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Find the mistakes in the following sentences:

1. I bought the first two Egyptian cotton shirts the assistant showed me.

2. I bought a big pretty long dress.

My answer

1. I bought the first two Egyptian cotton shirts the assistant showed to me.

2. I think it is correct.

Some grammar books say that adjectives that express opinion like pretty, ugly, beautiful...etc precede adjectives that describe size. According to this rule, the second sentence should read: I bought a pretty big long dress. Is this order of adjectives correct? I am perplexed.

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Omar Ahmed1. I bought the first two Egyptian cotton shirts the assistant showed me.

I don't see anything wrong with this sentence.

Omar Ahmed2. I bought a big pretty long dress.

The fact that 'pretty' has two definitions makes this exercise a nightmare.

pretty: in some degree; somewhat (adverb of degree)

pretty big, pretty long, pretty far, pretty cold, pretty high

pretty: pleasing, pleasant, nice (adjective)

a pretty dress, a pretty girl, a pretty ring, a pretty flower


Assuming the adjective form was intended,

I bought a pretty, big, long dress.

CJ

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Students: We have free audio pronunciation exercises.
  1. I bought the first two Egyptian cotton shirts the assistant showed to me.
  2. I bought a big pretty long dress.

Is there anything wrong with the sentences the way I wrote them?

Omar AhmedI bought a big pretty long dress.

We normally do not buy big dresses.

If a dress is big, it does not fit well. We do not know it is big until we take it home and try it on. Then we take it back and exchange it for a smaller size.

Of course there are exceptions. If I have a young daughter, I might buy a big dress because next year it will fit well. She will grow into it.

1. OK, but as discussed, 'to' is not needed.
2. Commas are needed, as shown earlier.

CJ

Students: Are you brave enough to let our tutors analyse your pronunciation?

I understand from your answer to the second sentence that it is correct to place the adjective that shows size before the adjective that shows opinion. Did I get you right?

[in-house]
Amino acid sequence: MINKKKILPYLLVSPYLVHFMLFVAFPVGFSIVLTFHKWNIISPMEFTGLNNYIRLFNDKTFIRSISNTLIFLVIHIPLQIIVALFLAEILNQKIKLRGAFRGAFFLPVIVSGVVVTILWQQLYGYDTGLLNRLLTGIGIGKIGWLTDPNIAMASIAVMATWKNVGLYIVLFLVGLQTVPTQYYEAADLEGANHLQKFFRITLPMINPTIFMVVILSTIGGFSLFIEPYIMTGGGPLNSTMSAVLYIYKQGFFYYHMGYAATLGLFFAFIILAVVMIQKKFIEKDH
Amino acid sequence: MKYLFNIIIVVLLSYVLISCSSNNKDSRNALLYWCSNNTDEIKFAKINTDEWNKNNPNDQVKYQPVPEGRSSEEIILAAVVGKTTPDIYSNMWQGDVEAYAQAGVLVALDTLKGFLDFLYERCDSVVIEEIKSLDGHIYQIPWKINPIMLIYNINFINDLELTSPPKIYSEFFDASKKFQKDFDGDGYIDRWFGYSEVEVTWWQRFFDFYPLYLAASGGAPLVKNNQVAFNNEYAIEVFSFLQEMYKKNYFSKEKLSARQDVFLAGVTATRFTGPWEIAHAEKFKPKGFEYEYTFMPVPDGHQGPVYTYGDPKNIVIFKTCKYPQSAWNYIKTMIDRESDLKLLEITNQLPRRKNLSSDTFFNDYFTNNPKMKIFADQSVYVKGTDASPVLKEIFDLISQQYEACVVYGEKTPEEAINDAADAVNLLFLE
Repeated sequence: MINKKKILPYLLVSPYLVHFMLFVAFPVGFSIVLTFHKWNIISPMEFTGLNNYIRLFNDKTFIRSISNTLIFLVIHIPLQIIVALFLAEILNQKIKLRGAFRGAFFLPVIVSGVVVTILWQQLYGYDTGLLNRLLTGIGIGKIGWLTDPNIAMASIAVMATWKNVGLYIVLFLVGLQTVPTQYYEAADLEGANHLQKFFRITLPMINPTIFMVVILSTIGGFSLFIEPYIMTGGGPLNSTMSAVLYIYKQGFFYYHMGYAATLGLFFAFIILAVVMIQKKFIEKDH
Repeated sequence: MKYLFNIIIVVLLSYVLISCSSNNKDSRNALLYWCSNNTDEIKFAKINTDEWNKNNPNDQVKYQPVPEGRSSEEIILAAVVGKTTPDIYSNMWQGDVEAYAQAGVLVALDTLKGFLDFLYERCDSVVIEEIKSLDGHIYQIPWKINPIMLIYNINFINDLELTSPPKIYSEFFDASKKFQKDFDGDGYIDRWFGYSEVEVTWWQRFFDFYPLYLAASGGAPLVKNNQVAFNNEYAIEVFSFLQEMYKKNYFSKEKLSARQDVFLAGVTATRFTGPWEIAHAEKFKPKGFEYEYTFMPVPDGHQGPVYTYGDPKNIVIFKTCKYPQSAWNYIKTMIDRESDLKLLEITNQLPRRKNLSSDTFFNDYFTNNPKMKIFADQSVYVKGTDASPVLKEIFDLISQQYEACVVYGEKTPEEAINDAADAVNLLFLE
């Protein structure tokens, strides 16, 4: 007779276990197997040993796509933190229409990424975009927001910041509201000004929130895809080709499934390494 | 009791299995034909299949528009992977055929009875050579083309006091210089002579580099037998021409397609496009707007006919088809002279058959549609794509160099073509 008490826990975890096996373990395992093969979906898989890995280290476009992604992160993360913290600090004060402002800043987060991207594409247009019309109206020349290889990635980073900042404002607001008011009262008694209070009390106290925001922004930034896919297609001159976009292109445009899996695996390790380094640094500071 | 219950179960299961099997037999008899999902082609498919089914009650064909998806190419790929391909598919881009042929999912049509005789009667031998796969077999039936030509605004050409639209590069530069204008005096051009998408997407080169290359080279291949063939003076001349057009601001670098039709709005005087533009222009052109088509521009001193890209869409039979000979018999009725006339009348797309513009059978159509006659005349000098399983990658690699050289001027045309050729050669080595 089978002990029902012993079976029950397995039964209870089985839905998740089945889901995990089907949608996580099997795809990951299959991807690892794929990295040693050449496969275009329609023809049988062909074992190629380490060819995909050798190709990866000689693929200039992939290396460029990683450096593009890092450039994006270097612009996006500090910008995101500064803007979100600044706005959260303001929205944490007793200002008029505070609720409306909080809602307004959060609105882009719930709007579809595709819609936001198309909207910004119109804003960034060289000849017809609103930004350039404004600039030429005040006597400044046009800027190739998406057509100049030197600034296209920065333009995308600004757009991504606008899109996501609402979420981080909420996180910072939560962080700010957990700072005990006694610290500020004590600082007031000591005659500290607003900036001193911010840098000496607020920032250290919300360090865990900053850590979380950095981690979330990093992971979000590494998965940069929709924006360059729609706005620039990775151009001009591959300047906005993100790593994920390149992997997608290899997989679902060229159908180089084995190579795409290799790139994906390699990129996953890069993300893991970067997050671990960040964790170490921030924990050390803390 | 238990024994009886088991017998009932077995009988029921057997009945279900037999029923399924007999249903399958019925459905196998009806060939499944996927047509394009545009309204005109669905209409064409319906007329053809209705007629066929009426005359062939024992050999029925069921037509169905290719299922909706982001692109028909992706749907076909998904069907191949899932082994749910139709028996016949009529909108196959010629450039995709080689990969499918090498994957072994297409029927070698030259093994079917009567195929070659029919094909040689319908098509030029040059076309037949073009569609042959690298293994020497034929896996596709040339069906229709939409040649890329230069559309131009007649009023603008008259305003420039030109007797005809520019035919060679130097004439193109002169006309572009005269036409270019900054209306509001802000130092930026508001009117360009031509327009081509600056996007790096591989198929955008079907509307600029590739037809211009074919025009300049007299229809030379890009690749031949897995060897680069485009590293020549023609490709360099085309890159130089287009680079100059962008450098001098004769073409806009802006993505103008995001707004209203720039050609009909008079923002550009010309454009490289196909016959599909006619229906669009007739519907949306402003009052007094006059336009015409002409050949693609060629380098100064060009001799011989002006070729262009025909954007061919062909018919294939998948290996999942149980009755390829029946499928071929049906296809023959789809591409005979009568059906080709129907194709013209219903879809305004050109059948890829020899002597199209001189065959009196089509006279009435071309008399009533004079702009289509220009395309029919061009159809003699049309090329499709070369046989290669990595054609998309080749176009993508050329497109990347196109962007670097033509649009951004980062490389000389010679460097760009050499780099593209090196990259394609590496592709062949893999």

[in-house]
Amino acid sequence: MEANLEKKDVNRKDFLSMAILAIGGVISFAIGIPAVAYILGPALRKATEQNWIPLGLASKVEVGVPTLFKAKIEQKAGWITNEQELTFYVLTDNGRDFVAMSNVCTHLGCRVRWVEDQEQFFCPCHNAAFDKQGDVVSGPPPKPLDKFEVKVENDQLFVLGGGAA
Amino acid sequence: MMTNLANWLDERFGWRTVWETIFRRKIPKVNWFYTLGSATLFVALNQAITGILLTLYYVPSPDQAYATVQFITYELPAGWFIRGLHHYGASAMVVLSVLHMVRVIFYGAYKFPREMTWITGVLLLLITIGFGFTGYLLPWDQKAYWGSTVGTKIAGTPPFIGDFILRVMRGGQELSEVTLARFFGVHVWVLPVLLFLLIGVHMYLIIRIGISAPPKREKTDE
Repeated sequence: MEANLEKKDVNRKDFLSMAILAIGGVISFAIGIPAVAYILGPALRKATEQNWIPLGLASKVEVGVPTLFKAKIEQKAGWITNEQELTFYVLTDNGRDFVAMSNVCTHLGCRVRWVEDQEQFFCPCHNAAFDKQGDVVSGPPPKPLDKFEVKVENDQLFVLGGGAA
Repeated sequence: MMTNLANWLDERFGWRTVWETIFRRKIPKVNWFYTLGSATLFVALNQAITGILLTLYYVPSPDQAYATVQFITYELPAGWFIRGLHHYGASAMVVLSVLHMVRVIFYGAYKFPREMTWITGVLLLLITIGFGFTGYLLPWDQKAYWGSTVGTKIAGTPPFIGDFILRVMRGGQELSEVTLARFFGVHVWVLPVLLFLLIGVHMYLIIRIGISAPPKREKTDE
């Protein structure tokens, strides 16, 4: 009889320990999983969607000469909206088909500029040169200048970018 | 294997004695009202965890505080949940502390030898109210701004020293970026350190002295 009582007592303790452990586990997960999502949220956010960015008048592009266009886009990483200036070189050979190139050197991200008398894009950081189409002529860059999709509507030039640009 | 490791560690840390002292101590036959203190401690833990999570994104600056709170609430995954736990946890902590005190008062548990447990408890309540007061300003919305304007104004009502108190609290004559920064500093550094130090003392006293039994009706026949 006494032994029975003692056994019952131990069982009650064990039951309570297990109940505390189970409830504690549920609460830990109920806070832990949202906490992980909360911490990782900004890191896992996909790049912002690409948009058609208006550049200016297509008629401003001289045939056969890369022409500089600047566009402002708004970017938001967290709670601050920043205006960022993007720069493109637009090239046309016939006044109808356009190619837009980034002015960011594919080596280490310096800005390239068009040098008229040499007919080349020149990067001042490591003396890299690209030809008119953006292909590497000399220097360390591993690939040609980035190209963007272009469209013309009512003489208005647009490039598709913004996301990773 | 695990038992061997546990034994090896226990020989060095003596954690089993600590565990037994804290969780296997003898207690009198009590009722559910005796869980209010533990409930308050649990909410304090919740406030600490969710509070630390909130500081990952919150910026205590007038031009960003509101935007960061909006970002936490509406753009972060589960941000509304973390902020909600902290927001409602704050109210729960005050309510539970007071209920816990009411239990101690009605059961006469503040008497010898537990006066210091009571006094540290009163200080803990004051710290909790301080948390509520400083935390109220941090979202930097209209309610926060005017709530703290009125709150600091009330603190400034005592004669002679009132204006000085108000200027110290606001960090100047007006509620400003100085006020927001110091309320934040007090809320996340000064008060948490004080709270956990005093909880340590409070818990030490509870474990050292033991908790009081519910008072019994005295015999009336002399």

As a native speaker, I don't follow all those complicated rules about the order of adjectives — mostly because I don't know them. In fact, native speakers rarely use more than two adjectives with a single noun anyway.

Consequently, I can't help you with all those categories of adjectives. The basic idea behind all of that complicated talk about adjectives is that the adjective that is most closely associated with the noun comes closest to the noun, and adjectives that are increasingly less essential to the identity of the noun come increasingly far from the noun. Most of the time it's not the end of the world if you switch the order from what the books tell you, but just know that the books are there for the times when you, for some strange reason, want a lot of adjectives before a noun.

I think that sometimes I am even influenced by the sound of the grouping, i.e., its rhythm, to some extent as well. Also, I tend to treat 'big' and 'little' differently with regard to order. I'd say "strong little boy", but "big strong boy".

CJ

Sometimes when I get an answer from this wonderful site and show it to my instructor, he declines it. He claims that the moderators of all sites depend on informal English and he assures that they are not teachers of English. He also says that we must depend on dictionaries and grammar references and not on non-specialist native speakers. Is that true?

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Omar Ahmed

Sometimes when I get an answer from this wonderful site and show it to my instructor, he declines it. He claims that the moderators of all sites depend on informal English and he assures that they are not teachers of English. He also says that we must depend on dictionaries and grammar references and not on non-specialist native speakers. Is that true?

It depends on your reason for learning English, I suppose.

If you want to speak and write English as near as possible to the way we English speakers speak and write, then you can't go wrong with the advice you get from any native speaker, especially from those who are interested enough to participate in forums like this one.

If you want to speak and write very formal English at all times, then you do need to use dictionaries and reference books. (But these sorts of references are good even for informal speech and writing.) A great many of us on the forum, and on other forums, are teachers of English, however, so even for formal speech and writing, you can get a lot of valuable advice on forums. We, too, often mention dictionaries and grammar references when we answer questions.

If you are studying English in a non-English speaking country, and you are learning it for the purposes of furthering your education in an English-speaking country or for travel you may need to do as part of your working career, then your best bet is to learn both formal and informal styles.

The formal aspects of the language will be useful for writing papers in your academic work. However, if you go into a fast-food restaurant and order your food in a very formal way, as it would be written in a formal essay, people may think you're a bit strange! So for all the practicalities of everyday life, like finding a place to live, eating in a restaurant, making friends with other students, or going shopping, it would be very wise for you to learn how to match your speaking style to that of the people around you, and that means learning to speak informally. (Of course, if you have no plans to travel for your education or for your work, then learning conversational English is not so important. )

CJ

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